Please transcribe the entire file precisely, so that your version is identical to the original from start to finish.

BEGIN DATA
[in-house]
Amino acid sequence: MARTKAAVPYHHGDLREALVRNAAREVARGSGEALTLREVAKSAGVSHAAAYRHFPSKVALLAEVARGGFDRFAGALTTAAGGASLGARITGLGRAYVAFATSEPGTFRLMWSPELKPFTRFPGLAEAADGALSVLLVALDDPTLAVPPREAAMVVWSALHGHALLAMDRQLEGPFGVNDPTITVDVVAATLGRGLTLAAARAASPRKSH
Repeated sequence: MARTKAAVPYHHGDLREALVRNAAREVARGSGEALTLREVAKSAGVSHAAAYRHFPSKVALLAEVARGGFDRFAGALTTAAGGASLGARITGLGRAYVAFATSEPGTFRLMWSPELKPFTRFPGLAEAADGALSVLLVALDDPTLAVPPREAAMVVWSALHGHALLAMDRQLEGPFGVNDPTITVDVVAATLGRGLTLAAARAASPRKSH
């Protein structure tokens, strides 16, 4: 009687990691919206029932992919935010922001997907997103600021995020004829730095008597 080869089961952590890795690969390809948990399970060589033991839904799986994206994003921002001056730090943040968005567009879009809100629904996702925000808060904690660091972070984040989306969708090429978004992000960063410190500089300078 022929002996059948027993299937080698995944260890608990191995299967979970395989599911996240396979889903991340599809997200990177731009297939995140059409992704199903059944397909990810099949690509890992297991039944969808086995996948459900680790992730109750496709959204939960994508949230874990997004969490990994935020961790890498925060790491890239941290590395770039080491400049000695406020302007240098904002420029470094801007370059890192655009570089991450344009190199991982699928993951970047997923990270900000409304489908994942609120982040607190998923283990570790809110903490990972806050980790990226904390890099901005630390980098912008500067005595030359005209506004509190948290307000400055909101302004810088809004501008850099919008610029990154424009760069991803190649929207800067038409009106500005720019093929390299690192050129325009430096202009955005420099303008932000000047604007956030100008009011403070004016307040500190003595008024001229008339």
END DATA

[in-house]
Amino acid sequence: MARTKAAVPYHHGDLREALVRNAAREVARGSGEALTLREVAKSAGVSHAAAYRHFPSKVALLAEVARGGFDRFAGALTTAAGGASLGARITGLGRAYVAFATSEPGTFRLMWSPELKPFTRFPGLAEAADGALSVLLVALDDPTLAVPPREAAMVVWSALHGHALLAMDRQLEGPFGVNDPTITVDVVAATLGRGLTLAAARAASPRKSH
Repeated sequence: MARTKAAVPYHHGDLREALVRNAAREVARGSGEALTLREVAKSAGVSHAAAYRHFPSKVALLAEVARGGFDRFAGALTTAAGGASLGARITGLGRAYVAFATSEPGTFRLMWSPELKPFTRFPGLAEAADGALSVLLVALDDPTLAVPPREAAMVVWSALHGHALLAMDRQLEGPFGVNDPTITVDVVAATLGRGLTLAAARAASPRKSH
């Protein structure tokens, strides 16, 4: 009687990691919206029932992919935010922001997907997103600021995020004829730095008597 080869089961952590890795690969390809948990399970060589033991839904799986994206994003921002001056730090943040968005567009879009809100629904996702925000808060904690660091972070984040989306969708090429978004992000960063410190500089300078 022929002996059948027993299937080698995944260890608990191995299967979970395989599911996240396979889903991340599809997200990177731009297939995140059409992704199903059944397909990810099949690509890992297991039944969808086995996948459900680790992730109750496709959204939960994508949230874990997004969490990994935020961790890498925060790491890239941290590395770039080491400049000695406020302007240098904002420029470094801007370059890192655009570089991450344009190199991982699928993951970047997923990270900000409304489908994942609120982040607190998923283990570790809110903490990972806050980790990226904390890099901005630390980098912008500067005595030359005209506004509190948290307000400055909101302004810088809004501008850099919008610029990154424009760069991803190649929207800067038409009106500005720019093929390299690192050129325009430096202009955005420099303008932000000047604007956030100008009011403070004016307040500190003595008024001229008339």